Goal of aggressive timeline is permit in six months

Published: Thursday, October 31, 2013 at 10:03 AM.

The channel is there and roughly 60 percent is need of little more than maintenance dredging, said board member Eugene Raffield.

“We need to note that compared to other ports in the state this will probably need the least amount of dollars to keep it open per ship,” Raffield said. “That is very appealing to agencies.”

Perry said a recent seagrass study showed “minimal impact” from the dredging.

The St. Joe Company has identified a number of inland sites for the spoil material from dredging and preliminary examination of the shipping channel showed there was a possibility of materials, particularly near the spit of St. Joseph Peninsula, suitable for beach nourishment.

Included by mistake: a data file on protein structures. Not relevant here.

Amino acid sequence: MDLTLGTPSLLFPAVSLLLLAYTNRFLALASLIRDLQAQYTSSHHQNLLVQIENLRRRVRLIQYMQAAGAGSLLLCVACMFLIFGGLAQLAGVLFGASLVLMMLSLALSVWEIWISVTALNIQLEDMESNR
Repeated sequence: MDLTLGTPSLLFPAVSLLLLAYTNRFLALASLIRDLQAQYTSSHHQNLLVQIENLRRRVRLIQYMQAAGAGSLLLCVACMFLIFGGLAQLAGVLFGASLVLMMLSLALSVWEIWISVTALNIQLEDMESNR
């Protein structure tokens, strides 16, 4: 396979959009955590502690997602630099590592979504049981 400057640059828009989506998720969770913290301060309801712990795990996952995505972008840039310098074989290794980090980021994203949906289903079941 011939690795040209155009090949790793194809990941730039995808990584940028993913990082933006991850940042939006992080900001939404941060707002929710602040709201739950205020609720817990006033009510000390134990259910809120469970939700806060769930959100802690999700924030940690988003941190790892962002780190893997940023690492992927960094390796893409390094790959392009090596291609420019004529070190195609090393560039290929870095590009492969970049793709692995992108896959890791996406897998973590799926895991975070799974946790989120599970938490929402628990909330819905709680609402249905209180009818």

The first major component of the application moving ahead, Perry said, was an in-depth study of the sediment in the channel.

Over several days in mid-November work will begin from a pair of barges as engineers bore 67 GPS noted locations in the shipping channel to determine the soil contents. Engineers will bore two inches below authorized depths at various points of the channel.

“We need to get busy on that immediately,” Perry said. “It is very important we know for the 14 miles of the channel what we have and where, what is suitable for beach material and what is not.

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